Issuance of legal tender currency notes and coins in Nigeria; maintenance of Nigeria’s external reserves; protection of the currency’s international value; promotion and maintenance of monetary stability and a sound and efficient financial system in Nigeria; and acting as banker and financial adviser to the Federal Government. According to Omotor (2017), these aims include two distinct but closely connected roles: a developmental role and a financial monitoring (stability) function. The duties necessitate, among other things, that the CBN prioritizes both price stability and growth. To achieve the aims of price stability and economic growth, the CBN uses its monetary policy instruments in such a way that inflation and growth outcomes are optimum. As a result, the effective implementation of monetary policy is a primary duty of the Central Bank of Nigeria.It is also generally known that in developing nations, there is a propensity to base monetary and financial policy on models based on the money multiplier study (Taylor, 1974). Despite the fact that policies based on such models do not reflect the underlying structure and process of money supply in these nations. These models have a tendency to distort the real structure and process of money supply, perhaps leading to policymakers being misled. This study is thus being conducted with this context in mind.
The Statement of the Problems
Understanding the efficacy of monetary policy and the aggregate money transmission mechanism is critical to the effectiveness of monetary policy. An efficient implementation needs policymakers to understand the policy’s potential influence on the macroeconomy as well as the temporal lag. In the existing policy framework, key policy challenges arise. Do changes in reserve money, for example, result in changes in money broadly defined (M2) and/or inflation? If so, how long does it take for these adjustments to have an effect on inflation? As a result, inflation would assist policymakers in determining which instruments are beneficial and which time horizon should be employed to manage inflation. Monetary policy is difficult to implement because it has a delayed effect on the economy. Achieving objectives necessitates the capacity to see into the future. As a result, policymakers should generate forecasts to aid in policy formation. Most central banks consider a variety of elements while making their projection. An part of this study aims to assess the information quality of the monetary aggregate utilized by Nigeria’s central bank to control inflation, as well as other critical variables such as interest rate, domestic debt, and currency rate, which have the potential to be effective indicators of inflation. The more the openness of the economy, the larger the relevance of the exchange rate in the policy process, and the greater the value of this variable as an optional policy instrument.
Thus, the sheer nature of Nigerian economic activity creates a plethora of concerns and problems that demand immediate action. The country’s money supply is increasing at an inflationary rate. There is an unstable general price level that is constantly rising. The country has a high level of unemployment. There is a significant difference between the saving rate and the interest rate, which discourages saves while also discouraging borrowing. The amount of economic activity in the country, along with the global financial crisis, demonstrates that the economy has several issues. As a result, there is a need for efficient monetary policy in terms of estimating the money supply, which is an inescapable duty for economists.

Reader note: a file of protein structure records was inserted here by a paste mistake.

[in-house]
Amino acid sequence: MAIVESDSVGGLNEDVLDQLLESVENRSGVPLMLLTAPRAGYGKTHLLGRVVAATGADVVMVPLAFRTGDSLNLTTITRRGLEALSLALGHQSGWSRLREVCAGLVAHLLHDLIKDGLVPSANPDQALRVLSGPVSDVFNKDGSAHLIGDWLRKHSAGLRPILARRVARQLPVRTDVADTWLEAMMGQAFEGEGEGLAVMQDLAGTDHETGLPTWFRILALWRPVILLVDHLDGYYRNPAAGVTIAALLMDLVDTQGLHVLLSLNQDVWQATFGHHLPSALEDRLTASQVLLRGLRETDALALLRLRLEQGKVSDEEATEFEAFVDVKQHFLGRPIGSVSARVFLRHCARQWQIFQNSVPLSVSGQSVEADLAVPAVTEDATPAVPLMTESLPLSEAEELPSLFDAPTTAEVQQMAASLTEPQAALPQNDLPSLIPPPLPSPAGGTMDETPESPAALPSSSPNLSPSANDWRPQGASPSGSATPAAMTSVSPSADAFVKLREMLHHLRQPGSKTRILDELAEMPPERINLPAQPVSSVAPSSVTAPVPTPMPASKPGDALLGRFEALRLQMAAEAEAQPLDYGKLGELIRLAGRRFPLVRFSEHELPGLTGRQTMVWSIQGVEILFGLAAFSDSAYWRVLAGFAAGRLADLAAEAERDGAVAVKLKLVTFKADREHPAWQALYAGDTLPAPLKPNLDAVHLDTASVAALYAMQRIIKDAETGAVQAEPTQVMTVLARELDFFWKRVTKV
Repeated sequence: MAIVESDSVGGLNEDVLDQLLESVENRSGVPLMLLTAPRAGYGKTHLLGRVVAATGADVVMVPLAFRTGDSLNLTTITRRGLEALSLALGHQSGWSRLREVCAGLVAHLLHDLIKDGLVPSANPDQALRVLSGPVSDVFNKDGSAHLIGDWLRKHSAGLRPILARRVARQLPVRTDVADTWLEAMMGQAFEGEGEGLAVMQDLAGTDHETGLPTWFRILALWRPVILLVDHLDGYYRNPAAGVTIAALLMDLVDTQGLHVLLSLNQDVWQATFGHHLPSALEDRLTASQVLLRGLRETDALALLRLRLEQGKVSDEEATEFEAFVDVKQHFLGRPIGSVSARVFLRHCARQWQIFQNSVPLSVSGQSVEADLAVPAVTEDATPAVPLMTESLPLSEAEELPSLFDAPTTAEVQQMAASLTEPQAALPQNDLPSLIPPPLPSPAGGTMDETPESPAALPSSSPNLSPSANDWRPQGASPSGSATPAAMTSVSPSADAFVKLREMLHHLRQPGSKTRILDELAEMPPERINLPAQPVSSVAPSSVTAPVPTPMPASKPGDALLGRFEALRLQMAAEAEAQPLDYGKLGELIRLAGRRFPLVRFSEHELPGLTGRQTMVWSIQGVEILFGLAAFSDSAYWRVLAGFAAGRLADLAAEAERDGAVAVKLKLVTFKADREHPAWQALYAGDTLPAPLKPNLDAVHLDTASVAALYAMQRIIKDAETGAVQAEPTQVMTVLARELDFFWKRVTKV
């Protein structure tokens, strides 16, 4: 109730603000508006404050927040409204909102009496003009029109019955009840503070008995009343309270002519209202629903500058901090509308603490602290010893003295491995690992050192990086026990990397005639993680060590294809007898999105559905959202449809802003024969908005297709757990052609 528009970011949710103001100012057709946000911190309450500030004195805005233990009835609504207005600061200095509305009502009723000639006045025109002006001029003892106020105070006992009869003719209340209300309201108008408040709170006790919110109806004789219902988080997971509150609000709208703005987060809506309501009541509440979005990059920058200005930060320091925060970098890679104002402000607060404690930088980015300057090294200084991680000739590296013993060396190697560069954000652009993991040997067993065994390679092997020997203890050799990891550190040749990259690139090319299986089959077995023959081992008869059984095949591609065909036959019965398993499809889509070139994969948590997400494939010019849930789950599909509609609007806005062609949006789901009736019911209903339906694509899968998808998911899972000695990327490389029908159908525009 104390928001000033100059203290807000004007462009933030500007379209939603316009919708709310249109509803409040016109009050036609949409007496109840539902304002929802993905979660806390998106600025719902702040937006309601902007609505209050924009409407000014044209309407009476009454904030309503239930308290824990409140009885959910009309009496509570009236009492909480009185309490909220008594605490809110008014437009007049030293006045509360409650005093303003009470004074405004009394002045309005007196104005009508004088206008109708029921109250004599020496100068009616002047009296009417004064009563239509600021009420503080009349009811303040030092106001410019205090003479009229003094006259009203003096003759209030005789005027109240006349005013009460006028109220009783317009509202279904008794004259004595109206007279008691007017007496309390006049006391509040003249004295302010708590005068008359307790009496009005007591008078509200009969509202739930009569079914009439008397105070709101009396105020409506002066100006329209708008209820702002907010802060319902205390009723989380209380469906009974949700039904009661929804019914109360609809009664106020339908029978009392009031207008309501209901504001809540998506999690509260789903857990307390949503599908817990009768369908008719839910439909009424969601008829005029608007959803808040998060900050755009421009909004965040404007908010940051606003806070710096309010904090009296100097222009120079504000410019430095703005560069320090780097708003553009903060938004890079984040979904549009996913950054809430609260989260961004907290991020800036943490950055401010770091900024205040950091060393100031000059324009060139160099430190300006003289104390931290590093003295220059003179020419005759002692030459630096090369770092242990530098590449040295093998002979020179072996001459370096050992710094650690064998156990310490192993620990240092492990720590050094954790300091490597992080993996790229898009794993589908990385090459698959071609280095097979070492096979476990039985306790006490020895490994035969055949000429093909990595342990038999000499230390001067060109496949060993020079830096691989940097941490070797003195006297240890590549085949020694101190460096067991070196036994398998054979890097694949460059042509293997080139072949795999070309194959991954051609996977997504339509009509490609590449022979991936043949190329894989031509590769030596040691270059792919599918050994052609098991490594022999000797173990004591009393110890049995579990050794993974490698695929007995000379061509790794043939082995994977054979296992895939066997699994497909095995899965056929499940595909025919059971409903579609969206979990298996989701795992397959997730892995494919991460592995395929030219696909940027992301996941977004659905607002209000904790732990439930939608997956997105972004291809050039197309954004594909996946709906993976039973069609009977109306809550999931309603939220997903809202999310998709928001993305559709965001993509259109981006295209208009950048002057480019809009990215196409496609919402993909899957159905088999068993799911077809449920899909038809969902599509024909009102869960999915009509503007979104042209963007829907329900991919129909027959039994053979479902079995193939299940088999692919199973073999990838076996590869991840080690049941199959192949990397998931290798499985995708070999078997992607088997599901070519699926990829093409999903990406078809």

OBJECTIVE OF THE STUDY
As a result of the problems highlighted above, the researcher desires to achieve the following objectives;
i. To investigate the sources of money supply in Nigeria.
ii. To identify the variables at play in determining money supply in the Nigeria economy.
iii. To determine the impact of money supply on economic growth in Nigeria.
iv. Recommending ways in which money supply could be used more effectively in achieving its intended effects of promoting economic growth in Nigeria.
The research questions for this study are stated below:
i. What are the sources of money supply in Nigeria?
ii. What are the variables at play in determining money supply in the Nigeria economy.
iii. What is the impact of money supply on economic growth in Nigeria?
iv. What are the ways in which money supply could be used more effectively in achieving its intended effects of promoting economic growth in Nigeria.
SIGNIFICANCE OF THE STUDY
This research work will help us to investigate into the beneficial effects of the control of money supply especially its impacts on economic growth in Nigeria.It will also add to the existing knowledge about the relationship between money supply and inflation in Nigeria.It will equally help students, government, policy makers and corporate bodies in areas relating to monetary policy, the volume of credit to be supplied and economic growth stabilization. The implication of this is not far fetched as research in the field could lead to a proper and more focused policy formulation, which would yield much better results. Empirically the study will contribute to the general body of knowledge and serve as a reference material for scholars and student who wishes to conduct further studies in related field.
SCOPE OF THE STUDY
We rely on the secondary data for this study of which the sources are the Central bank of Nigeria (CBN) statistical bulletin 2009 and 2010 versions. The research work centers on the impact of money supply on economic growth in Nigeria from 2010 – 2020, It is expected in course of this study that the researcher will examine and appraise the stock of money supply and its impacts with regards to growth in the Nigerian economy.
LIMITATION OF THE STUDY
Like in every human endeavour, the researchers encountered slight constraints while carrying out the study. The significant constraint was the scanty literature on the subject owing that it is a new discourse thus the researcher incurred more financial expenses and much time was required in sourcing for the relevant materials, literature, or information and in the process of data collection, which is why the researcher resorted to a limited choice of sample size. Thus findings of this study cannot be used for generalization for other economic variable in Nigeria. Additionally, the researcher will simultaneously engage in this study with other academic work will impede maximum devotion to the research. Howbeit, despite the constraint encountered during the research, all factors were downplayed in other to give the best and make the research successful.